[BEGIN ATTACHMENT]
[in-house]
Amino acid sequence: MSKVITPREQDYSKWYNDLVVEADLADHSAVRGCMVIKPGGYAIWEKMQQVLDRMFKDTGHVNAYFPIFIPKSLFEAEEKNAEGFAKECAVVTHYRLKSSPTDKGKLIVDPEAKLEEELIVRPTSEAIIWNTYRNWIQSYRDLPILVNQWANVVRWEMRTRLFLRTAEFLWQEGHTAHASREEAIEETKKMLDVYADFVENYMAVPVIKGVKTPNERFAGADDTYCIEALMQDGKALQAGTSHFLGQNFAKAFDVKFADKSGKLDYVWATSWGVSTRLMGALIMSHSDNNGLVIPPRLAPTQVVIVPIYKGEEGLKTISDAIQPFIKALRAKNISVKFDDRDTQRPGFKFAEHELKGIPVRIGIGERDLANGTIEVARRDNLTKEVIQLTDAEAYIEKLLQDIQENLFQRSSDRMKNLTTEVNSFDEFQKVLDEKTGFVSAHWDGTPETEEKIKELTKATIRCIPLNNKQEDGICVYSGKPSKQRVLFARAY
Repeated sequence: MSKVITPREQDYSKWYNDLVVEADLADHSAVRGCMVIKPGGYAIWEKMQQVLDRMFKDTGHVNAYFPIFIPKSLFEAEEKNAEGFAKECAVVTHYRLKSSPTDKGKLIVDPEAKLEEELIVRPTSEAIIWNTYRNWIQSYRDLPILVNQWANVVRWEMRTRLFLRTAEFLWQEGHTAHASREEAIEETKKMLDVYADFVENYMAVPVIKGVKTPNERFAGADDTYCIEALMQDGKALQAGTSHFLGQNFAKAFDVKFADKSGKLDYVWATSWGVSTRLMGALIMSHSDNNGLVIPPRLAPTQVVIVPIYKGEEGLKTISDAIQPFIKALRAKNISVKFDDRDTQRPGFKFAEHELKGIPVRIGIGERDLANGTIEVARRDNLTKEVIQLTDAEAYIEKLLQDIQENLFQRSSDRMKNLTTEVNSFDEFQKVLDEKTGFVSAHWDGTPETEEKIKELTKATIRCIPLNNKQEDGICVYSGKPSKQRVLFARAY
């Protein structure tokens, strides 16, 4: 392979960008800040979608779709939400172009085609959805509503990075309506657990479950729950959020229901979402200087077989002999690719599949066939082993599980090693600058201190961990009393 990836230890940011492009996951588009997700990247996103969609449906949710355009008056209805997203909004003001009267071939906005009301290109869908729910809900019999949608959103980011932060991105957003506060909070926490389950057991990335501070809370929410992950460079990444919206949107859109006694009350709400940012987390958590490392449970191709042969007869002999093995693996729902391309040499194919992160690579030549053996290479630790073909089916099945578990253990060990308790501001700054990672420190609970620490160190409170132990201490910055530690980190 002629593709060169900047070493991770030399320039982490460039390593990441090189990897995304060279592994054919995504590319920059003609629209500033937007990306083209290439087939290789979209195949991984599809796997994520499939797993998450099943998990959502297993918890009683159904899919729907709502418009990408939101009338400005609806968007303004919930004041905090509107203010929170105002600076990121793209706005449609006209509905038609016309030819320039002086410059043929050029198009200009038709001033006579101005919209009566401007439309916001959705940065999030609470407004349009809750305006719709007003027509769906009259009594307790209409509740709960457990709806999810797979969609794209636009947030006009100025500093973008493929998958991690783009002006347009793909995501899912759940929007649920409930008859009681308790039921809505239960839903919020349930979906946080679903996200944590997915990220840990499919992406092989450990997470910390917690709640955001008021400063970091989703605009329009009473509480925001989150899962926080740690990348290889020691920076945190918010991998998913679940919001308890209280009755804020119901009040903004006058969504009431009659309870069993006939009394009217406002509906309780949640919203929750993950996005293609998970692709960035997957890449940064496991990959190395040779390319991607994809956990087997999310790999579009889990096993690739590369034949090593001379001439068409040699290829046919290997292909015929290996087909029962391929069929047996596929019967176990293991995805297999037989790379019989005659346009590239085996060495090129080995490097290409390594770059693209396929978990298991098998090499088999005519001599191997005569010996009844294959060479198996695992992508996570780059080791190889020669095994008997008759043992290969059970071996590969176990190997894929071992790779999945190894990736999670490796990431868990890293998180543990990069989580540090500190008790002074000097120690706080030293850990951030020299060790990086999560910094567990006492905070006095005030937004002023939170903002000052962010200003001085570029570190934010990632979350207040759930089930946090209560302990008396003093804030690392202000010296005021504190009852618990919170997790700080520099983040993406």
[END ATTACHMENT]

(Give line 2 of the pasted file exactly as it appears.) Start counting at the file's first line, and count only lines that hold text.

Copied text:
Amino acid sequence: MSKVITPREQDYSKWYNDLVVEADLADHSAVRGCMVIKPGGYAIWEKMQQVLDRMFKDTGHVNAYFPIFIPKSLFEAEEKNAEGFAKECAVVTHYRLKSSPTDKGKLIVDPEAKLEEELIVRPTSEAIIWNTYRNWIQSYRDLPILVNQWANVVRWEMRTRLFLRTAEFLWQEGHTAHASREEAIEETKKMLDVYADFVENYMAVPVIKGVKTPNERFAGADDTYCIEALMQDGKALQAGTSHFLGQNFAKAFDVKFADKSGKLDYVWATSWGVSTRLMGALIMSHSDNNGLVIPPRLAPTQVVIVPIYKGEEGLKTISDAIQPFIKALRAKNISVKFDDRDTQRPGFKFAEHELKGIPVRIGIGERDLANGTIEVARRDNLTKEVIQLTDAEAYIEKLLQDIQENLFQRSSDRMKNLTTEVNSFDEFQKVLDEKTGFVSAHWDGTPETEEKIKELTKATIRCIPLNNKQEDGICVYSGKPSKQRVLFARAY